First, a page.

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Minister of Electricity to brief media on the implementation of the Energy Action Plan

The Minister in the Presidency responsible for Electricity, Dr Kgosientsho Ramokgopa will this Thursday, 21 December 2023, brief the media on the implementation of the Energy Action Plan.


Members of the media are invited to attend the briefing as follows:

Date: Thursday, 21 December 2023

Time: 09:00 for 10:00

Venue: GCIS Auditorium, Tshedimosetso House, 1035 Francis Baard Street, Hatfield, Pretoria


Live Streaming details:






Media enquires: Tsakane Khambane, Spokesperson in the Ministry of Electricity - 082 084 5566 /


Issued by: The Presidency


President Ramaphosa congratulates President El-Sisi and the people of Egypt

The President of the Republic of South Africa, His Excellency Cyril Ramaphosa extends his warmest congratulations to His Excellency Abdel Fattah El-Sisi upon his successful election as President of the Arab Republic of Egypt following the conclusion of the Presidential Elections held from 10 - 12 December 2023. 

The historic elections reflect the will of the people of Egypt in charting their future. The President also commends the other candidates for participating in the elections in a gracious and commendable manner. 

The South African Government reiterates its commitment to continue working with the Government and people of Egypt for the mutual benefit of the two countries, to build strong people-to-people ties, and collaborate together in consolidation of the African Agenda.

The President further wishes to congratulate the National Election Authority of Egypt and all national stakeholders for their collective efforts in ensuring a conducive environment in which the elections were conducted.  

The President also takes note of the observations of the AU- COMESA Joint Observer Mission. The South African Government looks forward to further strengthening bilateral relations with the Government of Egypt.

Media enquiries: Vincent Magwenya, Spokesperson to the President - 

Issued by: The Presidency

Keynote address by President Cyril Ramaphosa on the National Day of Reconciliation at Thohoyandou Stadium, Thulamela Local Municipality, Vhembe District In Limpopo

Fellow South Africans, 

Dumelang, Molweni, Sanibonani, Goeie Dag, Thobela, Lotjhani, Ndi masiari, Nhlekanhi. 

I greet you all on this Day of Reconciliation. 

Every year on this day we celebrate our greatest achievement: reconciliation between the races and the forging of a common identity as South Africans.

Reconciliation is not an act of forgetting or ignoring the wounds of the past. 

Instead, it is a courageous and intentional effort to confront our history, to learn from it and to build bridges of understanding across the chasms of misunderstanding and mistrust.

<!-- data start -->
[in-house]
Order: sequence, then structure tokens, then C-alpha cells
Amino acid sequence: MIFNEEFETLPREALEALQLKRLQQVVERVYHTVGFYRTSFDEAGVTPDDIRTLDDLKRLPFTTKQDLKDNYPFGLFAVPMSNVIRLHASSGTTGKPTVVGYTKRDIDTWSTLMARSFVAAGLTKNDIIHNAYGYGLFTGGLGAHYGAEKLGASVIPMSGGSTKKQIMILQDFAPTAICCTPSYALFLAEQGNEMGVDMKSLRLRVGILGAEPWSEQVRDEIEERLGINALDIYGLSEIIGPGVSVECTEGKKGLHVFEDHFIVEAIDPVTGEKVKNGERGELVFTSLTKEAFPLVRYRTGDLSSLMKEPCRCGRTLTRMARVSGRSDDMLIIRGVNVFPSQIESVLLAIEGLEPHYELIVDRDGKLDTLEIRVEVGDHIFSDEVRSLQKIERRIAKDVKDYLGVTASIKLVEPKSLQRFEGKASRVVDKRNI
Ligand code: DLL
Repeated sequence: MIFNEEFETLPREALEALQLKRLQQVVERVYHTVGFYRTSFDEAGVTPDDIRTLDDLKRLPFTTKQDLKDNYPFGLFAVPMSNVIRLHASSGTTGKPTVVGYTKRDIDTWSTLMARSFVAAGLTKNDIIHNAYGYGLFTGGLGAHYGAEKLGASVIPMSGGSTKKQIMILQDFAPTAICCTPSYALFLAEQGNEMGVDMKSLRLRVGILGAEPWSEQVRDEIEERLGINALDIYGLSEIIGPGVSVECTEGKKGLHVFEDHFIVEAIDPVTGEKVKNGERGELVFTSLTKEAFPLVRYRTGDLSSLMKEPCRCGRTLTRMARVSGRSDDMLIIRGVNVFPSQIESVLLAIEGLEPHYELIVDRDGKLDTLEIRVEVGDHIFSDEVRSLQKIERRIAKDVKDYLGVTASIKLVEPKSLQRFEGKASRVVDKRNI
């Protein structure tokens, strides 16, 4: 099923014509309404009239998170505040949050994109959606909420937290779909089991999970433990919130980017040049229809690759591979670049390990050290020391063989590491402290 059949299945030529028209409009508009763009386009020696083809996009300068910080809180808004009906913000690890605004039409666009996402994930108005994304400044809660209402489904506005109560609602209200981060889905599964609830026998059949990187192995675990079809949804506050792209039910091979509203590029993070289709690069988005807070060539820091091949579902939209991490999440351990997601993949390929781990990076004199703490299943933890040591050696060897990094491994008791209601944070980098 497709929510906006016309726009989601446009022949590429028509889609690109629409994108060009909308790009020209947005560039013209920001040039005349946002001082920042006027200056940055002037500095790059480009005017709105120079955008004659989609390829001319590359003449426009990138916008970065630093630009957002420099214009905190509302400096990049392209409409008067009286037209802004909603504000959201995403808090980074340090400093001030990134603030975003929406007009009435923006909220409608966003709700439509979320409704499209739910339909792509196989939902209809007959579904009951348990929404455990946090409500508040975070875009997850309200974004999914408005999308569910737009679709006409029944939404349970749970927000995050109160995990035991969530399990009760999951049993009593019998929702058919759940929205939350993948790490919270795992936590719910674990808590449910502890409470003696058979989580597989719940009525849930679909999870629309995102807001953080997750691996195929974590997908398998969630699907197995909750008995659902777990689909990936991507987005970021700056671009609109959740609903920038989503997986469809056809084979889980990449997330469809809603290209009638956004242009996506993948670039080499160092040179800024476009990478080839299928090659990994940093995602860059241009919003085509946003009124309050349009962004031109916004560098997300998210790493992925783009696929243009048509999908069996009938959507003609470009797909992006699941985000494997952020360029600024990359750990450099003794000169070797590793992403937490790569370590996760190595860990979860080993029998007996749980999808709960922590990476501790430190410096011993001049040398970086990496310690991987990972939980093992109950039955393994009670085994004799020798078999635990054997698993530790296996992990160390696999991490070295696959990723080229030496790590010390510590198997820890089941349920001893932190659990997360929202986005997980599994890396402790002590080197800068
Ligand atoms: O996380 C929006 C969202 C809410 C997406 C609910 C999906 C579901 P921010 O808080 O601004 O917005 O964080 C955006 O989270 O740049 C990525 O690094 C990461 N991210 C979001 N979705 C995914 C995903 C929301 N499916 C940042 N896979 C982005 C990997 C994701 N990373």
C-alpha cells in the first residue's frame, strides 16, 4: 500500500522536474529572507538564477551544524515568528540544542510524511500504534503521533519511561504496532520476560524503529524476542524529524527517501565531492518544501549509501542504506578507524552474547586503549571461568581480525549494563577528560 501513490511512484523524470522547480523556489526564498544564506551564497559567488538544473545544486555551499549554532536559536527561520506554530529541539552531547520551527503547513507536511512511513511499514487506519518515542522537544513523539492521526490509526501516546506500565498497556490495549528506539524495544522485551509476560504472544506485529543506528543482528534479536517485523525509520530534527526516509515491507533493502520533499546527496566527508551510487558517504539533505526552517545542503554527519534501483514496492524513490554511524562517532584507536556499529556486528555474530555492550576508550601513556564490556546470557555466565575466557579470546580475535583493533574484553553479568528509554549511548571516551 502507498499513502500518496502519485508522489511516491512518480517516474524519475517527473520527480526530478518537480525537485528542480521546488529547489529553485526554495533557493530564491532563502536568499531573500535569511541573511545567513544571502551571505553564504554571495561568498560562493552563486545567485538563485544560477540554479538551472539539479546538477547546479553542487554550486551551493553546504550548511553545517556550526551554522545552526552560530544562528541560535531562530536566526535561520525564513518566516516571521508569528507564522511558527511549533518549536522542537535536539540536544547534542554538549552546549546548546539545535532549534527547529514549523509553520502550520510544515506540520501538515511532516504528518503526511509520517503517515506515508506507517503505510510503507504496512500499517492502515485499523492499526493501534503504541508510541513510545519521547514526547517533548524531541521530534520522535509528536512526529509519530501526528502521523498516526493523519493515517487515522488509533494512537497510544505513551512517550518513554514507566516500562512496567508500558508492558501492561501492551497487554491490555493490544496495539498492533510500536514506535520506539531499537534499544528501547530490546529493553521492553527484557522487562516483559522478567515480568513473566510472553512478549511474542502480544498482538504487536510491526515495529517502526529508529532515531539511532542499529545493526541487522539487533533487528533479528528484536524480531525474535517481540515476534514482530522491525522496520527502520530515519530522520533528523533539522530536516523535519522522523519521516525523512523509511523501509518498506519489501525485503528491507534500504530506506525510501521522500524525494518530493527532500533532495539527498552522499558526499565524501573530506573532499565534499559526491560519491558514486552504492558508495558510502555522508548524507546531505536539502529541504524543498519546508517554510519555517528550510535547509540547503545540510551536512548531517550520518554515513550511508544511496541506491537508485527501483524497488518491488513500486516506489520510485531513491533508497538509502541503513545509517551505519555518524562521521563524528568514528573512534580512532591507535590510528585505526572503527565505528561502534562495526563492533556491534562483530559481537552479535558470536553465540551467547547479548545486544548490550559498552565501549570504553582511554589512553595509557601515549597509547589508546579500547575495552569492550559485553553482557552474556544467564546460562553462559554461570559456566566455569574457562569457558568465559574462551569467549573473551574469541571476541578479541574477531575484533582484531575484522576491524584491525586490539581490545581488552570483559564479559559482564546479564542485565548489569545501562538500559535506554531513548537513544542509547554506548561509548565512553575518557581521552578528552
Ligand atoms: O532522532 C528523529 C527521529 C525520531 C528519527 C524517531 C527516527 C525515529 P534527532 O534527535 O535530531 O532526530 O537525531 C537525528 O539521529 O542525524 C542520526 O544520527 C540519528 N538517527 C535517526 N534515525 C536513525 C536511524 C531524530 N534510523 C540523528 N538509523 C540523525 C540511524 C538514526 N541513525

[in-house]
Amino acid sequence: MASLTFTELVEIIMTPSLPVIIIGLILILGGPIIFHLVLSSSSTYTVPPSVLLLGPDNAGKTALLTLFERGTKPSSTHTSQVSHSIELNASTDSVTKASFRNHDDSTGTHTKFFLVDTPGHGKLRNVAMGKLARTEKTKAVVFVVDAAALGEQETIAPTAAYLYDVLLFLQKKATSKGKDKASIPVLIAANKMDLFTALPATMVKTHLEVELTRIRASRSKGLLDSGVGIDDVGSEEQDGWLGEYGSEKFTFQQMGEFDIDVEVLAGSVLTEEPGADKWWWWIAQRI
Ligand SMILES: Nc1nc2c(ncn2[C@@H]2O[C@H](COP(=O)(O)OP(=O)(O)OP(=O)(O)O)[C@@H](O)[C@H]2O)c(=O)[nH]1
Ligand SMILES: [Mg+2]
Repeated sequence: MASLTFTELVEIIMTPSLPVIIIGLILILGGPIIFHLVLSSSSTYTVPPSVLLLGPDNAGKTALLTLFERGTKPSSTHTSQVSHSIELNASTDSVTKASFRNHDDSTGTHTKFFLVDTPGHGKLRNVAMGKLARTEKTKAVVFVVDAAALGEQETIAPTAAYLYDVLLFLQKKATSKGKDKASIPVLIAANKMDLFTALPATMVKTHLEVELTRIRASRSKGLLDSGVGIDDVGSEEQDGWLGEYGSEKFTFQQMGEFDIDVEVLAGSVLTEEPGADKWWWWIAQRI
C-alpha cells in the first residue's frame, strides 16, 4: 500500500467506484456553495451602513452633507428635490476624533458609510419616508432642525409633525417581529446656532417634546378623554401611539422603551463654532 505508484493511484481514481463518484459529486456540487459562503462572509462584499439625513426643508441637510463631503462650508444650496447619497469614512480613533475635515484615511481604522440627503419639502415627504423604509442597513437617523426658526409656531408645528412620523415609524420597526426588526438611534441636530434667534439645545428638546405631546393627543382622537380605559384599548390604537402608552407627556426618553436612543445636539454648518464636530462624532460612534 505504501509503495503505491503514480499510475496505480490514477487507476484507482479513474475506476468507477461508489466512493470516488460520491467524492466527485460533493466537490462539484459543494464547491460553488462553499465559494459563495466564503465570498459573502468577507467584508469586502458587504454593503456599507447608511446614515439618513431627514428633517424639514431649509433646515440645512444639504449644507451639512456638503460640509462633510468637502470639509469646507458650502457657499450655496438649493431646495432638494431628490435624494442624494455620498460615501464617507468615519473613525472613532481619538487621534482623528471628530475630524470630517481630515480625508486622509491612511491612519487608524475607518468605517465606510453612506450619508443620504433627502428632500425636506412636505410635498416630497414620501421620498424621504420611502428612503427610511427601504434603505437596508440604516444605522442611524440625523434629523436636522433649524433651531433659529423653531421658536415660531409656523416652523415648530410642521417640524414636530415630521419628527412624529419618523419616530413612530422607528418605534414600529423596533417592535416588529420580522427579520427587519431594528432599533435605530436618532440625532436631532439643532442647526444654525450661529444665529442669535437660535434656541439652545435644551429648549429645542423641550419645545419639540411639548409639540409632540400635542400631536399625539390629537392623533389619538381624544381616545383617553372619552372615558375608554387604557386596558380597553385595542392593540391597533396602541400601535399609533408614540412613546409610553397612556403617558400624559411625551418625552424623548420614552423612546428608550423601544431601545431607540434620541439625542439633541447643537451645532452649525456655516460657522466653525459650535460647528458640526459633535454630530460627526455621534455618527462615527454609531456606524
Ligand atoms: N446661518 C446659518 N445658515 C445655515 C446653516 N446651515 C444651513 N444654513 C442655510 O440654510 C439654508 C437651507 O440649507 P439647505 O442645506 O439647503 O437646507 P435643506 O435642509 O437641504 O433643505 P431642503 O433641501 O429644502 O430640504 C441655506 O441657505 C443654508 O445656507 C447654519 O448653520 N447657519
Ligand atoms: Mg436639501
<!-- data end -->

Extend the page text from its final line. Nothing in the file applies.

Reconciliation is a commitment to creating a society where everyone is valued, where diversity is celebrated, and where the scars of the past are transformed into stepping stones towards a brighter and more compassionate future.

As we mark Reconciliation Day, we are reminded of just how extraordinary our experience was.

Many believed it was not possible for the former oppressor and the oppressed to make peace and reconcile, and yet we did so.

Our national days, our flag, the national anthem and our national symbols stand as testament to a new, unique nation that emerged from a difficult and bitter past. 

These are no mere symbols or gestures. They serve as important reminders of what we have been able to build within a relatively short period of time. 

Our democracy will soon be 30 years old. Some of the world’s oldest democracies are still grappling with racial and ethnic tensions among their people.

And yet South Africa, despite its many challenges, has not slid into the morass of bigotry, racism and tribalism that is prevalent many other societies.

This is what we celebrate today, and every year on national Reconciliation Day.

This year we bore witness to the power of reconciliation when our national rugby team the Springboks won the Rugby World Cup in France. 

To have seen so many South Africans of all races and all ages rallying behind the team, showing their support so passionately and joining in the victory celebrations reminded us that, despite our many challenges, we are a united nation, proud of who we are and proud of how far we have come.

The proud and resilient South African spirit has carried us through the many difficulties of the past and it will continue to do so well into the future. 

Just a short three years ago we were able to overcome one of the worst public health disasters in modern times because we stood and acted as one.